My 16-year-old son and I spent the day together recently and decided to head out for burgers at lunchtime. Sitting in a rather exposed booth at a restaurant, we chatted and began eating. I wasn't really thinking about anything, just enjoying the rare moment of hanging out with my sweet son, when he remarked, "I'd feel so awkward if I had to do that." I asked him what he meant and actually looked around to see what he was talking about. Then it hit me, as he mimed taking an injection and said, "Having to take shots in front of random people all the time." Moments before, I had taken a shot in my hip, capped my syringe, and popped it back into my handbag without even thinking about it. After 18 years of shots, it's practically instinct for me.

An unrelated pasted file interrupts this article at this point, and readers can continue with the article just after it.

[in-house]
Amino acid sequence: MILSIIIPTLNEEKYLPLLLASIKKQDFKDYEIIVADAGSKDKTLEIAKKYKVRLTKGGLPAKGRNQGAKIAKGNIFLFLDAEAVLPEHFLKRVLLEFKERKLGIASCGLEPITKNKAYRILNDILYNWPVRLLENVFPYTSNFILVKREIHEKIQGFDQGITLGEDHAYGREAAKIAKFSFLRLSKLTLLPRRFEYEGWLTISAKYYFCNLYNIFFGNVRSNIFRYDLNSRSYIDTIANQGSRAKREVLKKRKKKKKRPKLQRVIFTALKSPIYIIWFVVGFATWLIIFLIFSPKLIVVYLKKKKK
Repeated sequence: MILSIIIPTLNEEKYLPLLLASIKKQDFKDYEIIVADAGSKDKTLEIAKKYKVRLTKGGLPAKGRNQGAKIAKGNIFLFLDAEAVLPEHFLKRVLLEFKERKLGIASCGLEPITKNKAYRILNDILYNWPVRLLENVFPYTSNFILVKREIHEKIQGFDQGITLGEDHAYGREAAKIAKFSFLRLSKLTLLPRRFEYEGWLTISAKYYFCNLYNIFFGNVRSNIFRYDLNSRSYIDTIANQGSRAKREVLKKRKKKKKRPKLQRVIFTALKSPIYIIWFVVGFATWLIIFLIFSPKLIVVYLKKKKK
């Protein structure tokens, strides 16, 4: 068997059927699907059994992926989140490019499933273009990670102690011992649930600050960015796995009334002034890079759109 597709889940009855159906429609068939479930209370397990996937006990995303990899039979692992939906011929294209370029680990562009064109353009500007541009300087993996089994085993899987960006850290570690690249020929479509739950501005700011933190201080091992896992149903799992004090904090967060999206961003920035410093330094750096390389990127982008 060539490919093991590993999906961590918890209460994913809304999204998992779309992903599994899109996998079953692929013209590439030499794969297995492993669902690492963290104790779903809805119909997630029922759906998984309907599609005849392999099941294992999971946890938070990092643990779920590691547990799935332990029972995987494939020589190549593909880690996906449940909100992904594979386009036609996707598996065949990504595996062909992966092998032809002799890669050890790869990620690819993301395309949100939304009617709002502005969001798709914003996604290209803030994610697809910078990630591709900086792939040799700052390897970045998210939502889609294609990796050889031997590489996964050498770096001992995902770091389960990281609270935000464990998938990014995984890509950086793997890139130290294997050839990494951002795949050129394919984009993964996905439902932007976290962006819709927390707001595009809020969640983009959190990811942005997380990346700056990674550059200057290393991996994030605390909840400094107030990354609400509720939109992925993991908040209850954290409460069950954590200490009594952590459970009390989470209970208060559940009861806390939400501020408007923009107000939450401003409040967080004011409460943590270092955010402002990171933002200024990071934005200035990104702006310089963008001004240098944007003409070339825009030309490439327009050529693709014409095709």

Recently, there has been a great deal of discussion on the subject of testing your blood sugar and taking insulin shots in public. A shocking number of people on social networks have commented that their family members don't want them to test their blood sugar or take their shots in public. They report having to inject in restrooms or even through their clothing to avoid drawing attention or offending their families. One hypersensitive husband even objected when his recently diagnosed wife took a shot in the relative privacy of their car.
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